The Witches ⋆

This toothless snoozefest is a wasted opportunity to remake a Roald Dahl classic.

Image for The Witches ⋆

The Witches is in Berlin cinemas now. Photo: Warner Bros

This toothless snoozefest is a wasted opportunity to remake a Roald Dahl classic.

Do you count yourself as one of the lucky traumatised scamps who had a pant-soilingly good time watching Nic Roeg’s 1990 adaption of Roald Dahl’s The Witches? If so, please avoid going anywhere near Robert Zemeckis’ uninspired reimagining, which never bothers to justify its existence and, worst of all, never conjures anything close to the magic and scares of the original.

Zemeckis sets his version in ‘60s Alabama, where Octavia Spencer’s benevolent grandmother takes care of her recently orphaned and unnamed grandson (Jahzir Bruno). When they escape to a luxury hotel after a possible witch sighting, they’ll unwittingly find themselves in the midst of a coven gathering. Meeting under the name of the International Society for the Prevention of Cruelty to Children, the crones are led by the Grand High Witch (Anne Hathaway), who schemes to transform all the world’s children into mice.

Things start off promisingly, with a car crash shot that makes you think Guillermo del Toro’s involvement on scriptwriting duties will pay off in creepy spades. However, all hopes of a darkly fantastic adventure are dashed when the tone firmly settles for cosily heart-warming romp. Not that there’s anything wrong with that, but this bizarrely inert film never gets to the core of what makes Roald Dahl books so macabrely memorable, even failing to convincingly inject a sliver of social commentary that appeared to be in-baked within the period and setting change.

Instead, this wasted opportunity of a remake is family-friendly to the point of condescension, mollycoddling the pint-sized viewers by brushing away the Grimmsian elements to the point of elevating Stuart Little to the rank of subversive masterpiece. The only joy to be found in the 2020 version is the fraction-of-a-second-possibility that the film may turn into a Ratatouille / Little Chef origin story at the halfway mark when the recently rodent-ized central protagonist scurries about a hotel kitchen trying to tamper with a soup recipe. Oh, the things that could have been…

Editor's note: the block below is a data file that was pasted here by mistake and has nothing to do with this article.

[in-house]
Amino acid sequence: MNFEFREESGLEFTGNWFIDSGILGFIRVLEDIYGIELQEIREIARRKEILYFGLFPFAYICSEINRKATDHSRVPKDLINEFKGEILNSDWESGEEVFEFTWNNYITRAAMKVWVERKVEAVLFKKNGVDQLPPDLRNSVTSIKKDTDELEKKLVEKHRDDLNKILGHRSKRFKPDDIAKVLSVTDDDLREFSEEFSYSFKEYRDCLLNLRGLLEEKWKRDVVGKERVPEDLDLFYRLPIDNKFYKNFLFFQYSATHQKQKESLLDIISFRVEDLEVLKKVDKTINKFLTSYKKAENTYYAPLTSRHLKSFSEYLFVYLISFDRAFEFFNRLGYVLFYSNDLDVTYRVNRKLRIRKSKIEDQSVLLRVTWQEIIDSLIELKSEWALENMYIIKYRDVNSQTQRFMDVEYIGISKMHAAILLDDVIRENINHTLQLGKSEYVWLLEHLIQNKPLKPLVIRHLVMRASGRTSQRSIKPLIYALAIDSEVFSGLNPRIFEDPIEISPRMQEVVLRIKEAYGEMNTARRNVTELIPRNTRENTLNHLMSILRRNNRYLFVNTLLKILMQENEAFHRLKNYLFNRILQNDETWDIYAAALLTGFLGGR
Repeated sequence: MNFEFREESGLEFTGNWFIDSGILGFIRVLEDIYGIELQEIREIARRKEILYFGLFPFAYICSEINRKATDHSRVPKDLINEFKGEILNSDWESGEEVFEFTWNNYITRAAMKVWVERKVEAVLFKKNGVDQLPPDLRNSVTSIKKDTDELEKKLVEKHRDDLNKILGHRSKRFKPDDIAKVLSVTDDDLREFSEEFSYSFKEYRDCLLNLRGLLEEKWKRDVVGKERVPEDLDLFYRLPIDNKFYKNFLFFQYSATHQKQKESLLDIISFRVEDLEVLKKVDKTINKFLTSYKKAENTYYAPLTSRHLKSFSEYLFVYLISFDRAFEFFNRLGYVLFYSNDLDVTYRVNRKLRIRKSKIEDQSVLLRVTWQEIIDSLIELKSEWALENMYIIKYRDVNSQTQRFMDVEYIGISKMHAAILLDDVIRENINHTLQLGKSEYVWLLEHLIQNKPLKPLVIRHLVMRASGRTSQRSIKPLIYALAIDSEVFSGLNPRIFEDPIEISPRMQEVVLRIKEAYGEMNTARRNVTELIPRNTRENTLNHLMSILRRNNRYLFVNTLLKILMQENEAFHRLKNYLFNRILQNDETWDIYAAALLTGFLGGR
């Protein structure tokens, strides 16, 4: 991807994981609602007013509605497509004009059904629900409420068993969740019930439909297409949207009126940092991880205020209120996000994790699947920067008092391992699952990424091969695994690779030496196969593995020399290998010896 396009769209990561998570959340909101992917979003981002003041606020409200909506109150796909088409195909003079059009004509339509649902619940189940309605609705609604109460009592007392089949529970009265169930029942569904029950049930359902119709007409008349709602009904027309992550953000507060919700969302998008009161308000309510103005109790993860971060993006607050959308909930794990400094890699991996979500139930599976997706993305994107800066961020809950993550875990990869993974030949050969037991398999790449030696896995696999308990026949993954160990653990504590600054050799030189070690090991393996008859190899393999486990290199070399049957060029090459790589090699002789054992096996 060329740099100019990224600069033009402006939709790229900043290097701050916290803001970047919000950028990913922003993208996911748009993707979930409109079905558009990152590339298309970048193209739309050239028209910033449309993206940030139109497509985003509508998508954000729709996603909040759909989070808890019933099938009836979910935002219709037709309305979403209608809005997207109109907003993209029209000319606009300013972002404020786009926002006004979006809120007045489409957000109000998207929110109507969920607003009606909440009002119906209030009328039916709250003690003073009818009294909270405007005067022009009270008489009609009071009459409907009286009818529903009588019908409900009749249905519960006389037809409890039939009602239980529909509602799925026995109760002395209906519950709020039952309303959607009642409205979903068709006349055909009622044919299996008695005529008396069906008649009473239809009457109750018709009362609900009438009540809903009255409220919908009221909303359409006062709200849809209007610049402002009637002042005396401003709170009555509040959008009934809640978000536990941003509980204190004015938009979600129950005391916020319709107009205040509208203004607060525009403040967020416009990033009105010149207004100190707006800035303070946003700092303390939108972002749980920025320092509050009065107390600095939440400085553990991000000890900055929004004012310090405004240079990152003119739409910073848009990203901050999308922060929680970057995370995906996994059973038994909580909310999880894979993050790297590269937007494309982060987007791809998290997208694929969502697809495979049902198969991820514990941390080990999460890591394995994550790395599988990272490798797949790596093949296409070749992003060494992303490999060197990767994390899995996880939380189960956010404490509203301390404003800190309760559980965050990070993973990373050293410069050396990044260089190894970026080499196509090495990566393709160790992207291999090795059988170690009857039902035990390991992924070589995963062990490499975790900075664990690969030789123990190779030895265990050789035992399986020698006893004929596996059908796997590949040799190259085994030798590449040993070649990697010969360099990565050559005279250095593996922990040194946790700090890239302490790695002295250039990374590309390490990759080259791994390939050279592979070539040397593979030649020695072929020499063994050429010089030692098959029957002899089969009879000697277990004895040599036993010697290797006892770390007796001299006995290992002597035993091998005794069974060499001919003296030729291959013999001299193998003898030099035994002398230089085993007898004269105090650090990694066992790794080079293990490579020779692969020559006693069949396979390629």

As for Anne Hathaway, she pales to Anjelica Huston’s face-peeling turn, settling for a hammy portrayal complete with a pantomime villain accent that sounds like she’s distantly related to Inspector Clouseau. It’s a real shame, as the Glasgow smiles on the witches’ faces make the coven members initially unsettling. However, by the time the overabundant 2000s-era CGI kicks in (a mediocre replacement for the terrifying Jim Henson Studios physical effects of the original), you’ll be wondering which is a more pressing concern when it comes to the Prevention of Cruelty to Children: the witches’ plan to eradicate the smallies, or subjecting pint-sized viewers to this toothless snoozefest? Debatable.

The Witches / Directed by Robert Zemeckis (US 2020), with Jahzir Bruno, Octavia Spencer, Anne Hathaway. Starts October 29.